Paul says, “If those who are of the law are heirs, faith is made void and the promise is nullified” Romans 4:14. In other words, the “promise” of God’s grace was meant to be received by “faith”, not earned by what he calls “Being of the law” – a phrase that probably implies relying on our religious culture or morality rather than on God’s grace. John Piper
It becomes more clear now why and how his faith brought righteousness to Abraham: it was because he depended on the Word of God, and did not reject the grace that God promised. This relationship between faith and the Word is to be continually maintained and committed to memory. John Calvin
Abraham trusted God even though God gave him no proof, nor even a sign. Rather, there were only mere words promising things which by nature were impossible. John Chrysostam
Abraham worshiped and served a big god. he understood his Maker to be immensely more powerful than any human impossibility. And from him we learn two important lessons about faith.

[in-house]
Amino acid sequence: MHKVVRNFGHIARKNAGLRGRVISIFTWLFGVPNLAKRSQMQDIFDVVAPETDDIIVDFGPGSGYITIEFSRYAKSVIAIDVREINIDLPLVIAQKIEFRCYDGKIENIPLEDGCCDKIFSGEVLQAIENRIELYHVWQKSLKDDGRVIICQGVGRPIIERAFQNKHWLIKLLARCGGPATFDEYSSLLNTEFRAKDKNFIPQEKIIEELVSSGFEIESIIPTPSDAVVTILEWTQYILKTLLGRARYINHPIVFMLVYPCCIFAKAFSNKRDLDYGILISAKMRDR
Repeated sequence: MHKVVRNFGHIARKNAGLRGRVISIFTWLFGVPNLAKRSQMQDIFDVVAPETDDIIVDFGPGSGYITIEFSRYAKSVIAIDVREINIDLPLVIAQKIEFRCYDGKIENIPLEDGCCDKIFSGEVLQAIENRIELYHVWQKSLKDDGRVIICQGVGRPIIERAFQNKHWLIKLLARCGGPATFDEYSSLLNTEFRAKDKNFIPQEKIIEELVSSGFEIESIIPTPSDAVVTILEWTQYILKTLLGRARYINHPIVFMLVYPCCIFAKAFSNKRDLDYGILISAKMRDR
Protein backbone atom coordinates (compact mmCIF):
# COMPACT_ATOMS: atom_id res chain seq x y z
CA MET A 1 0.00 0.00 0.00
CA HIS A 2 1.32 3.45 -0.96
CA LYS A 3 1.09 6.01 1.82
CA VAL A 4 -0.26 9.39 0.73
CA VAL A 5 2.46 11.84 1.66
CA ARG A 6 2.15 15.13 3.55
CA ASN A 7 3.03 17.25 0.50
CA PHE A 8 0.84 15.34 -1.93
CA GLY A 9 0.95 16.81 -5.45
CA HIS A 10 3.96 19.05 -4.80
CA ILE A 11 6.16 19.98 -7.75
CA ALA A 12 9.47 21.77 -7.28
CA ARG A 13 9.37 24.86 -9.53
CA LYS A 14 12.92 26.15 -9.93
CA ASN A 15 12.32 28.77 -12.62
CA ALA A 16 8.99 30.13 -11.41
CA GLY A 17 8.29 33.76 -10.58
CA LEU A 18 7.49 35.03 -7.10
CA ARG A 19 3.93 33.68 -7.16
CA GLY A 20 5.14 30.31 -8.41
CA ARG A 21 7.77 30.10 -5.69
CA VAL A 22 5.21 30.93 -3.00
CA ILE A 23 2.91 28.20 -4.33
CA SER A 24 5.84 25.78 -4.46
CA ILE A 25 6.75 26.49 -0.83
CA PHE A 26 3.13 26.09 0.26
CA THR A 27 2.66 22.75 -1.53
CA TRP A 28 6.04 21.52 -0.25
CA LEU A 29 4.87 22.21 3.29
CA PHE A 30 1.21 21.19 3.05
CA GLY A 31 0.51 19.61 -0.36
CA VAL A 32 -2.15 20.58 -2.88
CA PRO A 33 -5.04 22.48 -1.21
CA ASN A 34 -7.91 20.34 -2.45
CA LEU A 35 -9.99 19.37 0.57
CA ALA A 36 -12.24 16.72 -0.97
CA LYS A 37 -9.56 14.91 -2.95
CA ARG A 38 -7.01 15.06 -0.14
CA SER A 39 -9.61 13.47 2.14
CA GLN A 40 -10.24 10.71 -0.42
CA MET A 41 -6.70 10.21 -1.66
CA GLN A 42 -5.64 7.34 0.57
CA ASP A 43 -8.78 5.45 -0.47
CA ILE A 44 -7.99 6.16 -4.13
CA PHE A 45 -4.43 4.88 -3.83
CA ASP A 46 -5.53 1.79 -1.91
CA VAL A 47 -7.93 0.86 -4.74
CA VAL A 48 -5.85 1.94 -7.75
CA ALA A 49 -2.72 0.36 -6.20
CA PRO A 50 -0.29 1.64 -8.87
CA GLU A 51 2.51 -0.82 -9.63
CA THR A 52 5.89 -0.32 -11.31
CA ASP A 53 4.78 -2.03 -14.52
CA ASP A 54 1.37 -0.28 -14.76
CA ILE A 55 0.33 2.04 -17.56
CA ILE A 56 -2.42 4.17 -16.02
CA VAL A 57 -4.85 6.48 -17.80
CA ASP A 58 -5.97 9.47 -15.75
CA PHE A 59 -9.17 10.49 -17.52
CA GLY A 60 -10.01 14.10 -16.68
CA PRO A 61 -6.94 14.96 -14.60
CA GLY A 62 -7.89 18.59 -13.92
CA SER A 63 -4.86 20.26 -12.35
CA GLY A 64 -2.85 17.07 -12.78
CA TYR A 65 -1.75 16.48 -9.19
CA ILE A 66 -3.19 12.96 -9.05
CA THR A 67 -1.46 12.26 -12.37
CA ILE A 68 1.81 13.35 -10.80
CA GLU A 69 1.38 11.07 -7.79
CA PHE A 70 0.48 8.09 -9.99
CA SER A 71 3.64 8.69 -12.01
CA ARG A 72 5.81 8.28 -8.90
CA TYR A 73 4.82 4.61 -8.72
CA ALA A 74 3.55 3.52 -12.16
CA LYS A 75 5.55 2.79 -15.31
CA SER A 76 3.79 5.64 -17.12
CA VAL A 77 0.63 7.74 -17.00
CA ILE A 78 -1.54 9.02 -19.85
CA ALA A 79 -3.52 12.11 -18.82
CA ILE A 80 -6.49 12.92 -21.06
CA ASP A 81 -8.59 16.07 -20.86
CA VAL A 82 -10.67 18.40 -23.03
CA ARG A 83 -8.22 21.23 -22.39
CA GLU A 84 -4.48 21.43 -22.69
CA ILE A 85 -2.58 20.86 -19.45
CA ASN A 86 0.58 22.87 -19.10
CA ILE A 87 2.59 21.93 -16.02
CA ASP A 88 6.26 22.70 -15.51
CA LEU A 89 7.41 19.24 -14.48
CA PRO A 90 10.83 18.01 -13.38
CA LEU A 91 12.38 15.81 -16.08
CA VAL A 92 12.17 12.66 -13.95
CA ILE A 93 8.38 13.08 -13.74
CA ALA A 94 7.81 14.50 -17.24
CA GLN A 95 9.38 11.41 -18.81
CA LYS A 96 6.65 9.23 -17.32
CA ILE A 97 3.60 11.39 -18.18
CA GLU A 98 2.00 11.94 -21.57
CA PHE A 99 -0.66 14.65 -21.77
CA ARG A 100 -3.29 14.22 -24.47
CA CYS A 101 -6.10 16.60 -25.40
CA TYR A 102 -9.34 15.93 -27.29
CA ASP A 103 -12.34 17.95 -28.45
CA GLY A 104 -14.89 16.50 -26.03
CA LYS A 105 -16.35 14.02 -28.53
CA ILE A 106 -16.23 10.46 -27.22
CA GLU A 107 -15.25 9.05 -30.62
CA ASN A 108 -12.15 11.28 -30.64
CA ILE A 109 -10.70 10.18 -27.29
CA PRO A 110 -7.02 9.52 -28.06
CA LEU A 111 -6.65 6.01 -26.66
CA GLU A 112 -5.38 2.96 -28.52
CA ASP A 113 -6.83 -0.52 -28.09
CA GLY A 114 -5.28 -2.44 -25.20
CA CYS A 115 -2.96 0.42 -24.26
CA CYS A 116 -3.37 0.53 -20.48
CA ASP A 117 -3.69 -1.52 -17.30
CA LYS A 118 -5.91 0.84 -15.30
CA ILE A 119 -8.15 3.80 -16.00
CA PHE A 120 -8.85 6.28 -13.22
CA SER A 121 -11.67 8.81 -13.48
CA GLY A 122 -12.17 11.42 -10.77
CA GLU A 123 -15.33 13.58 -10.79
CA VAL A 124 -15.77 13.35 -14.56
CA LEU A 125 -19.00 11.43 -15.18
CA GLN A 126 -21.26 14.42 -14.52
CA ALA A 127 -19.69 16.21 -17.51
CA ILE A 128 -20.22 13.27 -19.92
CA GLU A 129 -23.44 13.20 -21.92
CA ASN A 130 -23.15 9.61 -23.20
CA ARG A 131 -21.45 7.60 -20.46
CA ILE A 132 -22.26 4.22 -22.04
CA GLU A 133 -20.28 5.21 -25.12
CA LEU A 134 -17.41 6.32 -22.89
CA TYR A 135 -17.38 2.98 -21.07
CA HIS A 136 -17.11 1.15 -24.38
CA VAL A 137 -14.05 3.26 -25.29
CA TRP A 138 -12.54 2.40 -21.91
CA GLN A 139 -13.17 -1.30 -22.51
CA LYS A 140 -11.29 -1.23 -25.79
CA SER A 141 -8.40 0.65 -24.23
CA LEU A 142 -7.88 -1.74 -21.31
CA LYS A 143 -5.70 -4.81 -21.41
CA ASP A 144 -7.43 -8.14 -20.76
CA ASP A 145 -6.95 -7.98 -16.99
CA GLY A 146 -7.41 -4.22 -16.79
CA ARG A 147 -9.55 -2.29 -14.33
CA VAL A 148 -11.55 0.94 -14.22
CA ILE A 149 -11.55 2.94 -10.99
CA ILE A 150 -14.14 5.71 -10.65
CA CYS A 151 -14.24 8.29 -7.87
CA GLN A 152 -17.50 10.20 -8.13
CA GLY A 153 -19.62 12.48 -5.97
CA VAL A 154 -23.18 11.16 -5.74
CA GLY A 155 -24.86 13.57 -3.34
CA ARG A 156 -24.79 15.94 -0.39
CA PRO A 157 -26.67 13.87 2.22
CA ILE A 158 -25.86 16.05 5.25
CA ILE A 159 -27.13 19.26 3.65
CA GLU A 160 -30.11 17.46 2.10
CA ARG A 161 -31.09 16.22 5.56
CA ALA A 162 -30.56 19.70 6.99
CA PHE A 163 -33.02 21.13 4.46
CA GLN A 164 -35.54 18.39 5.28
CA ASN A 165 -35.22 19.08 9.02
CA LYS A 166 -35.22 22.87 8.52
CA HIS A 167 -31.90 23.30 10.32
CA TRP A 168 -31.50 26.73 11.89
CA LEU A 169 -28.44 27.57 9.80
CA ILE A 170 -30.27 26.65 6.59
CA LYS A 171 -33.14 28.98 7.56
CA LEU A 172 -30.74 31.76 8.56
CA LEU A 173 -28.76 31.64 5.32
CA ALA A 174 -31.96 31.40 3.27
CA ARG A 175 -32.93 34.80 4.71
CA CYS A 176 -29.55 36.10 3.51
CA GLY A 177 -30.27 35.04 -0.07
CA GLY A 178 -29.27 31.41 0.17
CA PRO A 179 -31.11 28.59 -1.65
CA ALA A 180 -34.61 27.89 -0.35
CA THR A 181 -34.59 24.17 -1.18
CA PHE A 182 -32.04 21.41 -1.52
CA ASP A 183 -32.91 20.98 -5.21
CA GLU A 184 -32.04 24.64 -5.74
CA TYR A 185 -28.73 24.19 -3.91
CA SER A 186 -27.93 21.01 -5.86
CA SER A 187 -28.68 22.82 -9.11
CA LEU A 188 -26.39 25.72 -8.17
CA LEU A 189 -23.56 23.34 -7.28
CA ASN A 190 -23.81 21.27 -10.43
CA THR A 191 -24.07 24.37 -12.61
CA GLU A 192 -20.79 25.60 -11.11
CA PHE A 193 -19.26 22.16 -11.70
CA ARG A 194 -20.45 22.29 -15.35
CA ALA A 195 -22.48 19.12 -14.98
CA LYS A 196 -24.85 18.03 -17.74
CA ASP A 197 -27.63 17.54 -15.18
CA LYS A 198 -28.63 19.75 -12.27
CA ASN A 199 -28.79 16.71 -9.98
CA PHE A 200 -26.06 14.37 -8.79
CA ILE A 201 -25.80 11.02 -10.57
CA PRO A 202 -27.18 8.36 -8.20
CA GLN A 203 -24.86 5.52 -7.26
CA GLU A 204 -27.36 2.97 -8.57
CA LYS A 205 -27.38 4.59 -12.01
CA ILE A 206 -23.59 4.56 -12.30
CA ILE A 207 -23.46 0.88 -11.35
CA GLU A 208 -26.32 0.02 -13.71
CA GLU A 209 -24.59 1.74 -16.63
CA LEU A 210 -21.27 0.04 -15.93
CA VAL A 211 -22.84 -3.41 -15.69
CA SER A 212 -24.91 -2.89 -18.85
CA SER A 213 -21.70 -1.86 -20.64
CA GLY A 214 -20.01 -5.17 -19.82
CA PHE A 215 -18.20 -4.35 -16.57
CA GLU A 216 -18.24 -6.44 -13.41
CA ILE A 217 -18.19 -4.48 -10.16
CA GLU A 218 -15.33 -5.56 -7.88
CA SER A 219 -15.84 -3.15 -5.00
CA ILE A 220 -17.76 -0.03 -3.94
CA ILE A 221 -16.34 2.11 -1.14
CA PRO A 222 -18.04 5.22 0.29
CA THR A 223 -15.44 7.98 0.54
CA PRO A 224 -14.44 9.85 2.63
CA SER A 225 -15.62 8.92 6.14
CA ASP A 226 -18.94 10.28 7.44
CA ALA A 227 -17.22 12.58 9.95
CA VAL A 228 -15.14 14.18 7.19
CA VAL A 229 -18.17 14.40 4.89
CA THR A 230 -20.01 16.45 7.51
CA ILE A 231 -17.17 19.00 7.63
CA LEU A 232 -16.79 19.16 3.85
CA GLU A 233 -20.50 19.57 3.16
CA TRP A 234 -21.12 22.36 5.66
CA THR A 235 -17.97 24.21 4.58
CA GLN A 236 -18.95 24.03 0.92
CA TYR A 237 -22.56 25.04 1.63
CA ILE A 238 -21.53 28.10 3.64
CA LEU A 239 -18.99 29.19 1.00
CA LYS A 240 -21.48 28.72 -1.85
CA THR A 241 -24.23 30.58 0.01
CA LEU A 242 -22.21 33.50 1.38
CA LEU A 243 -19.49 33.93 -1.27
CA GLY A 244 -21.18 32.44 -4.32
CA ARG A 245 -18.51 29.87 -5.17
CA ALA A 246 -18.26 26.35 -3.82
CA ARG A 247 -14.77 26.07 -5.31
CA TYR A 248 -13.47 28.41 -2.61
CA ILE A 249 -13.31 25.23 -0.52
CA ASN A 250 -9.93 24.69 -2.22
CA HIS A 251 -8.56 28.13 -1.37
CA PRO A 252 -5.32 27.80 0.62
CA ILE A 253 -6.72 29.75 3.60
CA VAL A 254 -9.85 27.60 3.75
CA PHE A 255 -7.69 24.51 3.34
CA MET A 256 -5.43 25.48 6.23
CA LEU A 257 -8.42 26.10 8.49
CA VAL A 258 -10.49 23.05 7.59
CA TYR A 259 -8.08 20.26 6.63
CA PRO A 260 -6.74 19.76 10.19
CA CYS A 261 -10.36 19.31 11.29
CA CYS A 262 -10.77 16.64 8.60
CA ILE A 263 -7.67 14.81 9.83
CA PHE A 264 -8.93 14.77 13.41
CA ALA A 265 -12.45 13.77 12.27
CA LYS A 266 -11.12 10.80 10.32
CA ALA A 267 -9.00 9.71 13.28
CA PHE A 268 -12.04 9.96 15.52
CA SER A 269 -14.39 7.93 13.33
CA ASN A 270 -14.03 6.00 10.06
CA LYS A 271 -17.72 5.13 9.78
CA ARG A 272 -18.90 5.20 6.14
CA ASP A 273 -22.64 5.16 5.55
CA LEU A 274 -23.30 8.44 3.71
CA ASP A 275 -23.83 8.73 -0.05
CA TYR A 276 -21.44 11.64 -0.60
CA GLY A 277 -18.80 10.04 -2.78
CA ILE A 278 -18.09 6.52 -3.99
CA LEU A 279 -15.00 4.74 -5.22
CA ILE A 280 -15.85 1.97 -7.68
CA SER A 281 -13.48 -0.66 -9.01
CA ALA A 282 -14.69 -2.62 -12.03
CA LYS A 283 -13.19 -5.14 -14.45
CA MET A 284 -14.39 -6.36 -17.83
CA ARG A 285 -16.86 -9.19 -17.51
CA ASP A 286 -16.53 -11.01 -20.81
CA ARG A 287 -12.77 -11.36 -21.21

Genuine faith is strengthened when we must wait on God’s promises to be fulfilled. When we must wait to receive something the lord has promises, we gradually turn our eyes away from circumstances to look instead on the greatness and faithfulness of God.
Genuine faith is directly proportional to our knowledge of God. As we fully comprehend His nature, our faith cannot help but grow.
One obvious lesson to draw from Abraham’s life is that we are to live a life of faith. Abraham could take his son, Isaac, up to Mount Moriah because he knew God was faithful to keep His promises. Abraham’s faith wasn’t a blind faith; his faith was a settled assurance and trust in the One who had proven Himself faithful and true. If we were to look back on our own lives, we would see the hand of God’s providence all over it. God doesn’t have to speak from burning bushes or part the sea waters to be active in our lives. God is superintending and orchestrating the events of our lives. Sometimes it may not seem that way, but Abraham’s life is evidence that it is true. Even Abraham’s failures demonstrate that God, while not protecting us from the consequences of our sin, graciously works His will in us and through us; nothing we do will thwart His plan.